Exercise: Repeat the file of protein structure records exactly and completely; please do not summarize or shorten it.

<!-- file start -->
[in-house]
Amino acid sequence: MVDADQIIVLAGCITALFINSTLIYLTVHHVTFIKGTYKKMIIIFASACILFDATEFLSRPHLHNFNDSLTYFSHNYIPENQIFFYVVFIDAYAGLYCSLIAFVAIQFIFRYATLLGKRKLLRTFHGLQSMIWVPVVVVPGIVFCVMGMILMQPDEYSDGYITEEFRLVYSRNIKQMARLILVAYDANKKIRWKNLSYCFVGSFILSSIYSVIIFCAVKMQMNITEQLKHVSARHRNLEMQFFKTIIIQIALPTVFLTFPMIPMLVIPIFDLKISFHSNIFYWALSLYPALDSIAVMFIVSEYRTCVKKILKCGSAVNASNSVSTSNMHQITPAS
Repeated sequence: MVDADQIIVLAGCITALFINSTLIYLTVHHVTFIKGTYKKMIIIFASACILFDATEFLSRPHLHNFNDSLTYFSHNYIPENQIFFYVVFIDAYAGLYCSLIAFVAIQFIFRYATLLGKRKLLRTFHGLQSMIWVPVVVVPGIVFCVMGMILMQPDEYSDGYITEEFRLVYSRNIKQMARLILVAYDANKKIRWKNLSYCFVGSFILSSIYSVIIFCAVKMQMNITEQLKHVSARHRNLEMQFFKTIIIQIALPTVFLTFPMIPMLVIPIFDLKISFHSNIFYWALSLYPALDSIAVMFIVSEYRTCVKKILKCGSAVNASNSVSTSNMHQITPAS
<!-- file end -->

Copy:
[in-house]
Amino acid sequence: MVDADQIIVLAGCITALFINSTLIYLTVHHVTFIKGTYKKMIIIFASACILFDATEFLSRPHLHNFNDSLTYFSHNYIPENQIFFYVVFIDAYAGLYCSLIAFVAIQFIFRYATLLGKRKLLRTFHGLQSMIWVPVVVVPGIVFCVMGMILMQPDEYSDGYITEEFRLVYSRNIKQMARLILVAYDANKKIRWKNLSYCFVGSFILSSIYSVIIFCAVKMQMNITEQLKHVSARHRNLEMQFFKTIIIQIALPTVFLTFPMIPMLVIPIFDLKISFHSNIFYWALSLYPALDSIAVMFIVSEYRTCVKKILKCGSAVNASNSVSTSNMHQITPAS
Repeated sequence: MVDADQIIVLAGCITALFINSTLIYLTVHHVTFIKGTYKKMIIIFASACILFDATEFLSRPHLHNFNDSLTYFSHNYIPENQIFFYVVFIDAYAGLYCSLIAFVAIQFIFRYATLLGKRKLLRTFHGLQSMIWVPVVVVPGIVFCVMGMILMQPDEYSDGYITEEFRLVYSRNIKQMARLILVAYDANKKIRWKNLSYCFVGSFILSSIYSVIIFCAVKMQMNITEQLKHVSARHRNLEMQFFKTIIIQIALPTVFLTFPMIPMLVIPIFDLKISFHSNIFYWALSLYPALDSIAVMFIVSEYRTCVKKILKCGSAVNASNSVSTSNMHQITPAS